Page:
Villa Vrededael

The building was commissioned in 1896 by the manufacturer G. van Thiel, son of P. van Thiel, founder of the metal industry Fa. P. van Thiel en Zonen. The detached, block-shaped house was built in neo-Renaissance style. In the garden a small coach house. From the villa one has a view of the Van Thiel factories, located on the other side of the Zuid-Willemsvaart. One also has a view of the Pater de Leeuwstraat 1-3 villa, which is also owned by the Van Thiel family. Along this street are also several other management villas of the firm. After about 1960, the crowning of the facade tower was simplified and a conservatory was built on the east side.

Description

The detached two-storey vi…

The building was commissioned in 1896 by the manufacturer G. van Thiel, son of P. van Thiel, founder of the metal industry Fa. P. van Thiel en Zonen. The detached, block-shaped house was built in neo-Renaissance style. In the garden a small coach house. From the villa one has a view of the Van Thiel factories, located on the other side of the Zuid-Willemsvaart. One also has a view of the Pater de Leeuwstraat 1-3 villa, which is also owned by the Van Thiel family. Along this street are also several other management villas of the firm. After about 1960, the crowning of the facade tower was simplified and a conservatory was built on the east side.

Description

The detached two-storey villa has an almost square ground plan and is covered by a flat roof with slate-in-love surrounds. The facades are brick with a plastered plinth. The façade on Kapelstraat and Zuid-Willemsvaart both have three window axes. By means of a bay window, a slightly risible façade tower (simplified after the Second World War), a sloping corner façade with a bay window resting on consoles, all on the side of Kapelstraat, and by placing stepped gables, neo-Gothic dormers and a brick column with sculptures against the roof sheathing, an attempt was made to enliven the building volume and the silhouette. The brick mosaic fields under the stepped gables are striking. Where these are missing, a richly decorated segmental arch frieze has been applied. Striking is the rich decoration with hard and limestone frames and ornaments, especially on the southeast corner (the side of the main road); bands, cartouches in the facade tower (with the text: "1896 / Vrededael" and floral motifs), consoles (on which there are lisons on the upper storey), corbels and keystones in the frames (partly with lion's heads and mascarons on the stepped gables and upper storey windows), spherical pinnacles on stepped gables and the parapet, and a lion with its coat of arms on the corner pillar. The paneled door in the southern facade has a rich hardstone pilaster frame with a portrait medallion, wrought-iron door grilles, woodcarving and an upper light divided by a console. Simple T-hinged or sliding windows are placed throughout. The one-storeyed coach house has a rectangular ground plan and is covered by a composite ridge roof with slate in Maas coverings, with zinc pirates. The shallow garden is separated from the street by wrought-iron arrowhead fencing suspended from cast iron columns.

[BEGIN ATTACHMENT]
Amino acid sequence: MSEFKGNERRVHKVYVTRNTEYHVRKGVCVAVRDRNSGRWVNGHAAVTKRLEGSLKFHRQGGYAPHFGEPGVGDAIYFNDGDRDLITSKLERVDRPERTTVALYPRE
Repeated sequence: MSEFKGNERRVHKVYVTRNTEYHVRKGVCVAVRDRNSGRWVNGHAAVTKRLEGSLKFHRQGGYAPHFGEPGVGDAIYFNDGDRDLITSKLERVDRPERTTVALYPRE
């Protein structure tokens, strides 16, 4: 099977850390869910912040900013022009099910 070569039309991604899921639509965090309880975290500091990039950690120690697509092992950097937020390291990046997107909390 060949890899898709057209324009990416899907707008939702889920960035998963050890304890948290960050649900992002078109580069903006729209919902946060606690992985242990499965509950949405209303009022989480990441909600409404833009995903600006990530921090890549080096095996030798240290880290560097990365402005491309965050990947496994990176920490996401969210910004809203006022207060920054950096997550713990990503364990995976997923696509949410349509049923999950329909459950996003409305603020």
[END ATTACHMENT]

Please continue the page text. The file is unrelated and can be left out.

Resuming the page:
Appreciation

The villa is of general importance. The building is important as a special expression of the socio-economic development of the area near the Zuid-Willemsvaart, which around 1900 developed into an industrial area. It has architectural-historical importance because of its picturesque composition and the special ornamentation. It is of special significance because of its location, connected with the development and expansion of the village. It is important because of the architectural integrity of the exterior and interior. The rich variety of forms and materials of the villa and the presence of coach house and garden gate provide a remarkable range of historical experiences and impressions.

Today, the building houses a restaurant, a sandwich shop and various businesses.

Contact

Address:
Kapelstraat 2
5741CE Beek en Donk
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